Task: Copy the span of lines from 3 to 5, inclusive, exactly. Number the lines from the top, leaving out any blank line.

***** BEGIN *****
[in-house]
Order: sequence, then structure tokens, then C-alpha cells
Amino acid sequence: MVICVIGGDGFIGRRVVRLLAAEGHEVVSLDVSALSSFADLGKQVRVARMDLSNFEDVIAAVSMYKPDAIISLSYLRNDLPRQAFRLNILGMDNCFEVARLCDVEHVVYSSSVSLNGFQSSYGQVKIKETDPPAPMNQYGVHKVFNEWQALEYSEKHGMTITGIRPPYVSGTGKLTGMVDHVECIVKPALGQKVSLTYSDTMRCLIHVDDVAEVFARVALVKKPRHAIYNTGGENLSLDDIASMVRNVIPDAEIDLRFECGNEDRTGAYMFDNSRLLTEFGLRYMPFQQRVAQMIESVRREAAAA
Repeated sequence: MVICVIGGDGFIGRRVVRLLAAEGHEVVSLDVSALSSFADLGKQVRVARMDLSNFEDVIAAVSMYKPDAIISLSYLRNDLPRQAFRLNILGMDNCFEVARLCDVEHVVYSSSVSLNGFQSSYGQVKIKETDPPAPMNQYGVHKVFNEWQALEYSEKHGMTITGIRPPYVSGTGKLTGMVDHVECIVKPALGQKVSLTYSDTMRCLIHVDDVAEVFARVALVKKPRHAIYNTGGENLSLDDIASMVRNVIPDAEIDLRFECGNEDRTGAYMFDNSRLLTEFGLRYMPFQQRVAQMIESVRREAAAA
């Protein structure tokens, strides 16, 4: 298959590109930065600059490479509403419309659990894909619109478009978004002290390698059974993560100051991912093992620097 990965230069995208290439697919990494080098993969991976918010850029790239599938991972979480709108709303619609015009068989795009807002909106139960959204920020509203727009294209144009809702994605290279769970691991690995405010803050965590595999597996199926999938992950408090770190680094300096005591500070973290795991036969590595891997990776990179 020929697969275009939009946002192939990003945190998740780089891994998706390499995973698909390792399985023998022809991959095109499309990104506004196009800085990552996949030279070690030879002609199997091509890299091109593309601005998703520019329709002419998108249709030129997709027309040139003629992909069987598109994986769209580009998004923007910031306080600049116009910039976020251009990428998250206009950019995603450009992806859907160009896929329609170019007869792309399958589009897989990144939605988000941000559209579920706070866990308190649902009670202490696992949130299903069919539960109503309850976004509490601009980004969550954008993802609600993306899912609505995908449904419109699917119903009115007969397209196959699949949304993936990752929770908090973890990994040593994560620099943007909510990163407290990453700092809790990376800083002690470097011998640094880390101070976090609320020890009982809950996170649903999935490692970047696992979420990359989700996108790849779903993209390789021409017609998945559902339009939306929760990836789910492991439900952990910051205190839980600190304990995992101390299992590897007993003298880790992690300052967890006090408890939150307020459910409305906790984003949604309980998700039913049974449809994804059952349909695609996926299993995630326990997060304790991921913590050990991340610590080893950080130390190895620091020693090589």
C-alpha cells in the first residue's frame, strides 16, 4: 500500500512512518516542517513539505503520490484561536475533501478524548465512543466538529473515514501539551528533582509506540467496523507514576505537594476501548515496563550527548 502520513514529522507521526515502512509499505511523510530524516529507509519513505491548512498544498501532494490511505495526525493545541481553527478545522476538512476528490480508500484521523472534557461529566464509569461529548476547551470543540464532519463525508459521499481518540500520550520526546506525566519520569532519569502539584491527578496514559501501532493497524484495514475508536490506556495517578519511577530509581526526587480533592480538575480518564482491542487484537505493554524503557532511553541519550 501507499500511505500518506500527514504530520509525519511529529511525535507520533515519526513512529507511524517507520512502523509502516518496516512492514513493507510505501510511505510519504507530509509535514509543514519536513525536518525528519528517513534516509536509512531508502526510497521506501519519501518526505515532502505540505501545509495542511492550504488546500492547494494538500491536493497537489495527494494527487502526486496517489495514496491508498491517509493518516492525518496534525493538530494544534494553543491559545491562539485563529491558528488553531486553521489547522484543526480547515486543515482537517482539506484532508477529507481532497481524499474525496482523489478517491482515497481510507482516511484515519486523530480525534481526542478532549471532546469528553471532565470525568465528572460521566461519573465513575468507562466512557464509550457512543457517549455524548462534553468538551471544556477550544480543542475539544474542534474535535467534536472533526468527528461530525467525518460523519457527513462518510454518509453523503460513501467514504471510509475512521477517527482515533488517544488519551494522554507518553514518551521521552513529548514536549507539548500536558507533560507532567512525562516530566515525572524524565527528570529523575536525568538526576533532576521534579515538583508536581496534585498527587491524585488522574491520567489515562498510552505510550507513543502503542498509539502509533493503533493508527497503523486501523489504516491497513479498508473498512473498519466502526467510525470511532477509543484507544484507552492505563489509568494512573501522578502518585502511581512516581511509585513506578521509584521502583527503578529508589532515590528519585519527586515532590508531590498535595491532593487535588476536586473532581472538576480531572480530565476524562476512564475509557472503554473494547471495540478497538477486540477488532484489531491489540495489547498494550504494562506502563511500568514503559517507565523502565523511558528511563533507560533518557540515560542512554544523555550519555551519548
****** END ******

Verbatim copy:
Amino acid sequence: MVICVIGGDGFIGRRVVRLLAAEGHEVVSLDVSALSSFADLGKQVRVARMDLSNFEDVIAAVSMYKPDAIISLSYLRNDLPRQAFRLNILGMDNCFEVARLCDVEHVVYSSSVSLNGFQSSYGQVKIKETDPPAPMNQYGVHKVFNEWQALEYSEKHGMTITGIRPPYVSGTGKLTGMVDHVECIVKPALGQKVSLTYSDTMRCLIHVDDVAEVFARVALVKKPRHAIYNTGGENLSLDDIASMVRNVIPDAEIDLRFECGNEDRTGAYMFDNSRLLTEFGLRYMPFQQRVAQMIESVRREAAAA
Repeated sequence: MVICVIGGDGFIGRRVVRLLAAEGHEVVSLDVSALSSFADLGKQVRVARMDLSNFEDVIAAVSMYKPDAIISLSYLRNDLPRQAFRLNILGMDNCFEVARLCDVEHVVYSSSVSLNGFQSSYGQVKIKETDPPAPMNQYGVHKVFNEWQALEYSEKHGMTITGIRPPYVSGTGKLTGMVDHVECIVKPALGQKVSLTYSDTMRCLIHVDDVAEVFARVALVKKPRHAIYNTGGENLSLDDIASMVRNVIPDAEIDLRFECGNEDRTGAYMFDNSRLLTEFGLRYMPFQQRVAQMIESVRREAAAA
């Protein structure tokens, strides 16, 4: 298959590109930065600059490479509403419309659990894909619109478009978004002290390698059974993560100051991912093992620097 990965230069995208290439697919990494080098993969991976918010850029790239599938991972979480709108709303619609015009068989795009807002909106139960959204920020509203727009294209144009809702994605290279769970691991690995405010803050965590595999597996199926999938992950408090770190680094300096005591500070973290795991036969590595891997990776990179 020929697969275009939009946002192939990003945190998740780089891994998706390499995973698909390792399985023998022809991959095109499309990104506004196009800085990552996949030279070690030879002609199997091509890299091109593309601005998703520019329709002419998108249709030129997709027309040139003629992909069987598109994986769209580009998004923007910031306080600049116009910039976020251009990428998250206009950019995603450009992806859907160009896929329609170019007869792309399958589009897989990144939605988000941000559209579920706070866990308190649902009670202490696992949130299903069919539960109503309850976004509490601009980004969550954008993802609600993306899912609505995908449904419109699917119903009115007969397209196959699949949304993936990752929770908090973890990994040593994560620099943007909510990163407290990453700092809790990376800083002690470097011998640094880390101070976090609320020890009982809950996170649903999935490692970047696992979420990359989700996108790849779903993209390789021409017609998945559902339009939306929760990836789910492991439900952990910051205190839980600190304990995992101390299992590897007993003298880790992690300052967890006090408890939150307020459910409305906790984003949604309980998700039913049974449809994804059952349909695609996926299993995630326990997060304790991921913590050990991340610590080893950080130390190895620091020693090589």